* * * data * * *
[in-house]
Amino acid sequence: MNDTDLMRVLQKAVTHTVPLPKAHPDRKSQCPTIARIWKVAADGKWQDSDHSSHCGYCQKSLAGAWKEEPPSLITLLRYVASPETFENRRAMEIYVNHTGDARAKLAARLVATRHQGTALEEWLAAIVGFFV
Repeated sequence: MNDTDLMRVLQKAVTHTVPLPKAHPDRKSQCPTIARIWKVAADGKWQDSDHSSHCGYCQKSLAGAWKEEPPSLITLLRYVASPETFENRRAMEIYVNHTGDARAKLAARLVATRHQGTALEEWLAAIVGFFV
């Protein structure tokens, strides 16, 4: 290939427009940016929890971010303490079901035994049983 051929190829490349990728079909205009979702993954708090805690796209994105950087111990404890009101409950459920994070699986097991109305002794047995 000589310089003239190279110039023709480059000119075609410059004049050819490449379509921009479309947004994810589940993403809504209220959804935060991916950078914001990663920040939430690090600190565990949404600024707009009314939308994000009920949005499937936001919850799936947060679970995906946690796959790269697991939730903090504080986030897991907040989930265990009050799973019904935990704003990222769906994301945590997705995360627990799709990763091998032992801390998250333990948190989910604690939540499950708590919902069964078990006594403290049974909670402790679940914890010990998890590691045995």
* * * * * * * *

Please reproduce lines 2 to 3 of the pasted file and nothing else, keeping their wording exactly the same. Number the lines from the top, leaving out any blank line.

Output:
Amino acid sequence: MNDTDLMRVLQKAVTHTVPLPKAHPDRKSQCPTIARIWKVAADGKWQDSDHSSHCGYCQKSLAGAWKEEPPSLITLLRYVASPETFENRRAMEIYVNHTGDARAKLAARLVATRHQGTALEEWLAAIVGFFV
Repeated sequence: MNDTDLMRVLQKAVTHTVPLPKAHPDRKSQCPTIARIWKVAADGKWQDSDHSSHCGYCQKSLAGAWKEEPPSLITLLRYVASPETFENRRAMEIYVNHTGDARAKLAARLVATRHQGTALEEWLAAIVGFFV